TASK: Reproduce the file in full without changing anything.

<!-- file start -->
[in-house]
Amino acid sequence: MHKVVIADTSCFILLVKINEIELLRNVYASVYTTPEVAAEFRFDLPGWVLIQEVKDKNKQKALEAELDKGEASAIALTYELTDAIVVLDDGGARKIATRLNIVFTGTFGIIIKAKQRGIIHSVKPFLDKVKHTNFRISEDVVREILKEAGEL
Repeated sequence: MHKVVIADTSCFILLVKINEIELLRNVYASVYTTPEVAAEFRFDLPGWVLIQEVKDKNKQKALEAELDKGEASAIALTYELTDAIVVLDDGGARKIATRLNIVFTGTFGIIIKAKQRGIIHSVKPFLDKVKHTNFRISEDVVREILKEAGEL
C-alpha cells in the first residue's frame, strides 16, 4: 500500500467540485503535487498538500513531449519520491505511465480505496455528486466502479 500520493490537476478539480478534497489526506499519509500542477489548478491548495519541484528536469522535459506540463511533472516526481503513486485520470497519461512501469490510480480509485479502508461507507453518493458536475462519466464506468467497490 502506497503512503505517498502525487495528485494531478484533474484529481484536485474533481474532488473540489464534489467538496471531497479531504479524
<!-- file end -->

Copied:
[in-house]
Amino acid sequence: MHKVVIADTSCFILLVKINEIELLRNVYASVYTTPEVAAEFRFDLPGWVLIQEVKDKNKQKALEAELDKGEASAIALTYELTDAIVVLDDGGARKIATRLNIVFTGTFGIIIKAKQRGIIHSVKPFLDKVKHTNFRISEDVVREILKEAGEL
Repeated sequence: MHKVVIADTSCFILLVKINEIELLRNVYASVYTTPEVAAEFRFDLPGWVLIQEVKDKNKQKALEAELDKGEASAIALTYELTDAIVVLDDGGARKIATRLNIVFTGTFGIIIKAKQRGIIHSVKPFLDKVKHTNFRISEDVVREILKEAGEL
C-alpha cells in the first residue's frame, strides 16, 4: 500500500467540485503535487498538500513531449519520491505511465480505496455528486466502479 500520493490537476478539480478534497489526506499519509500542477489548478491548495519541484528536469522535459506540463511533472516526481503513486485520470497519461512501469490510480480509485479502508461507507453518493458536475462519466464506468467497490 502506497503512503505517498502525487495528485494531478484533474484529481484536485474533481474532488473540489464534489467538496471531497479531504479524